Institute for Historical Review
Since 1951 Germany has paid more than 102 billion marks, about $61.8 billion at 1998 exchange rates, in federal government reparation payments to Israel and Third Reich victims. In addition, Germans have paid out billions in private and other public funds, including about 75 million marks ($49 million) by German firms in compensation to wartime forced laborers, the Welt am Sonntag newspaper reported recently. These figures are based on calculations by the German Finance Ministry, the influential paper said.
Of the total, Germany has paid out 78.4 billion marks ($47 billion) on the basis of the 1965 Federal Restitution Law (BEG) to persons, especially Jews, who had been persecuted during the Third Reich era on the basis of race, religion, origin or ideology.
While most of those who were alive during the Second World War are now dead, in recent years Germany was still paying out some 1.25 billion marks (about $75 million) to 106,000 pensioners in Israel, the United States and other countries on the basis of the 1965 Restitution Law.
A substantial portion of Germany's reparations payments have been to the "Jewish Claims Conference" for Jews who had persecuted by the Third Reich. Recipients include former forced laborers and concentration camp internees, as well as individuals deprived of rights or property under the Nazis. Based in New York City, the Jewish Claims Conference (JCC) has operated for decades as a kind of supra-national governmental agency for Jews around the world.
Between 1992 and July 1998, the German federal government paid out 1.1 billion marks (about $647 million) to the JCC. During the first half of 1998, it made available 378 million marks (about $222 million) to the JCC in special one-time restitution payments for Jews who had persecuted by the Third Reich, according to a German government report issued on September 29, 1998. The JCC distributed up to 5,000 marks each to individual claimants.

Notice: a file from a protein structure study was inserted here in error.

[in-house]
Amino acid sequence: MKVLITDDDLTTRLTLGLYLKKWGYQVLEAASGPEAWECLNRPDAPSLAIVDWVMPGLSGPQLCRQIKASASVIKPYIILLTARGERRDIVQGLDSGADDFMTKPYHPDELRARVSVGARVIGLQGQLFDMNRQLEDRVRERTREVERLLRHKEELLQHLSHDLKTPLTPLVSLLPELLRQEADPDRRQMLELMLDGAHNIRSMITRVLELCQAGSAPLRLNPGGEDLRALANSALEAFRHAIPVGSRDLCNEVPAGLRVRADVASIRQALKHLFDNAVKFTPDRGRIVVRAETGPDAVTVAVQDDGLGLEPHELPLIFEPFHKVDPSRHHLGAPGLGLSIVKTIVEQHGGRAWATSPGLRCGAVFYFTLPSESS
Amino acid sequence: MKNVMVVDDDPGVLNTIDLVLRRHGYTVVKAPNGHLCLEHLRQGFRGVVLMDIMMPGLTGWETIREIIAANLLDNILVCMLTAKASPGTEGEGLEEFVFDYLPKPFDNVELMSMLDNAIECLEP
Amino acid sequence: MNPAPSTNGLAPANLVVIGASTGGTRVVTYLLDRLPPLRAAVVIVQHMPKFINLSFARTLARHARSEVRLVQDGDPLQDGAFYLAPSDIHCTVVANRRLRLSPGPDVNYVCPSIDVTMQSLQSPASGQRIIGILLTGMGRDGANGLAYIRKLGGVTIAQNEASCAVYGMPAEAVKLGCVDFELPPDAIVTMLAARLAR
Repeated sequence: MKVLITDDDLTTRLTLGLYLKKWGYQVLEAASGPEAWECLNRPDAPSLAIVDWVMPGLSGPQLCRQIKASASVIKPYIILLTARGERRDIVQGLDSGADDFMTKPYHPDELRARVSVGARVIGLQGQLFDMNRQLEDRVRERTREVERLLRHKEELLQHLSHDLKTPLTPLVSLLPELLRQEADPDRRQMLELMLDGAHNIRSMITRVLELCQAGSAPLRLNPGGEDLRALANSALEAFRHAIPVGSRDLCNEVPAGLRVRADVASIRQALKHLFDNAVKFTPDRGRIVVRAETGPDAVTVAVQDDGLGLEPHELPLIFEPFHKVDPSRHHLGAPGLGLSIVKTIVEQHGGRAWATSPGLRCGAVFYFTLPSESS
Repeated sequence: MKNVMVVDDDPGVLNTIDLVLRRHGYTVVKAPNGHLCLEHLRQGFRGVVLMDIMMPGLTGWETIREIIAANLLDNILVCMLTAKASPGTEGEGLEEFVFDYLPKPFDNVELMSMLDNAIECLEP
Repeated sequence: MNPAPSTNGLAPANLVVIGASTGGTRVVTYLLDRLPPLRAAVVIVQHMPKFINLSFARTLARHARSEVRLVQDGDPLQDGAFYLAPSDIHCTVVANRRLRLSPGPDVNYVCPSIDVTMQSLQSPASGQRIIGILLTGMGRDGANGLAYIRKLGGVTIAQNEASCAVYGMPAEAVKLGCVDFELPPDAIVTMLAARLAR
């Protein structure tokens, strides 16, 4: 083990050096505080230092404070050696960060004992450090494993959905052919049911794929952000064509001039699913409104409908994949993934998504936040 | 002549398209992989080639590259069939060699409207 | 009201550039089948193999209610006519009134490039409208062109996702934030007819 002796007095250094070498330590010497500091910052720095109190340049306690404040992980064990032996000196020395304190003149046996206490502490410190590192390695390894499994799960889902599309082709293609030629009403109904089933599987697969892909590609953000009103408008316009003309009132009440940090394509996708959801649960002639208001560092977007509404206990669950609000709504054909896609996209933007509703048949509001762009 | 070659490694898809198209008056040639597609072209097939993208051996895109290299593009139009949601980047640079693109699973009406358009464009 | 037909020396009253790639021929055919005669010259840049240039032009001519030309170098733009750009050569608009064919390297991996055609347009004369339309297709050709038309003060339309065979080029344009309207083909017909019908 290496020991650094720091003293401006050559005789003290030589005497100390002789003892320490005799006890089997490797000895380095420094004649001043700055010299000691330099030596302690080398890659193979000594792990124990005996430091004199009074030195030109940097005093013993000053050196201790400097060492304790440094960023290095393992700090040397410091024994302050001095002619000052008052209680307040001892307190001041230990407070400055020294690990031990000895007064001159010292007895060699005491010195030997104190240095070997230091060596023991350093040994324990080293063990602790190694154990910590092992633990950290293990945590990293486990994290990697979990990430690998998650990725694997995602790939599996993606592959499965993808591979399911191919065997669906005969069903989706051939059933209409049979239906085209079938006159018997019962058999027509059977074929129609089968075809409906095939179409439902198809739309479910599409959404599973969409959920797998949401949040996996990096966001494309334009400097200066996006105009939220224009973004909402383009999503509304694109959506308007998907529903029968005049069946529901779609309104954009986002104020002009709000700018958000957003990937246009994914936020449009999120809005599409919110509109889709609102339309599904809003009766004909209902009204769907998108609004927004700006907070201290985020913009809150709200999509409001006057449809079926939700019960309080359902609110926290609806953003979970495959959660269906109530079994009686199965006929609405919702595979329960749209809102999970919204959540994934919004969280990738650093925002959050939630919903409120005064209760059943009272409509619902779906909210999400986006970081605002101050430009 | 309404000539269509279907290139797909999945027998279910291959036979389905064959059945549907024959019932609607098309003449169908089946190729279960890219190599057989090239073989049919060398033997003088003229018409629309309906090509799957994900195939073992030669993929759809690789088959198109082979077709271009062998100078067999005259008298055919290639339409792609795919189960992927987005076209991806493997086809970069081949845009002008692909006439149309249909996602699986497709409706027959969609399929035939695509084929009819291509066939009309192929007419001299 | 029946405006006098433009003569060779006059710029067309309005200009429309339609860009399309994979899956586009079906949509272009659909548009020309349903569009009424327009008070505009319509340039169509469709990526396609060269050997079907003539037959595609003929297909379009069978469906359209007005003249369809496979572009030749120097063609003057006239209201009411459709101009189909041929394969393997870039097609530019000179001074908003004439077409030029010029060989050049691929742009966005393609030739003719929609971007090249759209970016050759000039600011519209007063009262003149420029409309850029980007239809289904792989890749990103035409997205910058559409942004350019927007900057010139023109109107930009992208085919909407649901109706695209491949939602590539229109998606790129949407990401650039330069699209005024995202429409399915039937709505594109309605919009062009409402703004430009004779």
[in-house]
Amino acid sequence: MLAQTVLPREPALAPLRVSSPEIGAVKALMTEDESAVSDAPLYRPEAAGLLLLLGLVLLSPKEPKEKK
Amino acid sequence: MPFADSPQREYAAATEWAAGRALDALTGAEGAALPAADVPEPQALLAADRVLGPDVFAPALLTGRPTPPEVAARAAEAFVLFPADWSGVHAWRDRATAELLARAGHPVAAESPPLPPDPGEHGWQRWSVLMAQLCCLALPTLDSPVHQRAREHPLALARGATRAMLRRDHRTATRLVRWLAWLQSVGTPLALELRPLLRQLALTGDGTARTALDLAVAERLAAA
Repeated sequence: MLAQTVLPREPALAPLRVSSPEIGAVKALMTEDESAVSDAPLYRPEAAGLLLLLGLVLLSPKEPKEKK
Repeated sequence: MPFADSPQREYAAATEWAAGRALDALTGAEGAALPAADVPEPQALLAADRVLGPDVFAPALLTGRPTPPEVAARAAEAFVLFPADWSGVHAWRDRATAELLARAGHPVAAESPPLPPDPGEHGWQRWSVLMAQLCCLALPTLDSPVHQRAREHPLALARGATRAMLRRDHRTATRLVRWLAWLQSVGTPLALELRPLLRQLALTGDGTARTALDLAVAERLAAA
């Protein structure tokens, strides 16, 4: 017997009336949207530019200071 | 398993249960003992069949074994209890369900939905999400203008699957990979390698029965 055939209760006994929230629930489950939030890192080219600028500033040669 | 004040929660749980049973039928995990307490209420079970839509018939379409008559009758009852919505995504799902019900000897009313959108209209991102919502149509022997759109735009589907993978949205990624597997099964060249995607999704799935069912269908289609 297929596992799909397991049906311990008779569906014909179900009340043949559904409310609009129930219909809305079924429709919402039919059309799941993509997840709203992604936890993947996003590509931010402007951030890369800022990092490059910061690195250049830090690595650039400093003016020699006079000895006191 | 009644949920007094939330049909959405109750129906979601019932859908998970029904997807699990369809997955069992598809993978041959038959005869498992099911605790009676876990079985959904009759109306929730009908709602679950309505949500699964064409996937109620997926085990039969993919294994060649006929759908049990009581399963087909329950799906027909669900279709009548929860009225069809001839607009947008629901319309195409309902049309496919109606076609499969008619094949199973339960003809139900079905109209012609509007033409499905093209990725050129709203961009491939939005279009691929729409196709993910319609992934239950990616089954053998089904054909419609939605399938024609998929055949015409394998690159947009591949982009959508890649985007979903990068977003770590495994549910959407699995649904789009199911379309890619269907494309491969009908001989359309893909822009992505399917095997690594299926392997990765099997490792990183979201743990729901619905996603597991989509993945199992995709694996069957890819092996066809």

In recent years Germany has paid out nearly 1.8 billion marks on the basis of special bilateral agreements concluded in 1991 and 1993 with Poland and three successor states of the former Soviet Union -- the Russian Federation, Ukraine and Belarus (White Russia) -- even though in 1953 Poland and the Soviet Union each renounced any further reparations payments from Germany.
Because there's no sign that German reparations payments will stop anytime soon, the Welt am Sonntag wonders if they might be "bottomless." In coming years, Finance Ministry specialists estimate, Germany will pay out an additional 24 billion marks (about $14.4 billion at a recent exchange rate) in Third Reich reparations.
(Sources: J. Kummer, "Wird die Wiedergutmachung ein Fass ohne Boden?"
Welt am Sonntag, Oct. 4, 1998, p. 54; Reuters' dispatch, Bonn, Oct. 3, 1998;
The Week in Germany, published by the German Information Center in New York,
Oct. 2, 1998; Focus on "German Restitution for National Socialist Crimes,"
May 1995 special report by the German Information Center; "Milliardenloch
Wiedergutmachung," D. National-Zeitung [Munich], Nov. 20, 1998, p.
7. See also: "West Germany's Holocaust Payoff to Israel and World Jewry,"
in the Summer 1988 Journal, pp. 243-250.)
From The Journal of Historical Review, Nov.-Dec. 1998 (Vol. 17, No. 6), page 19.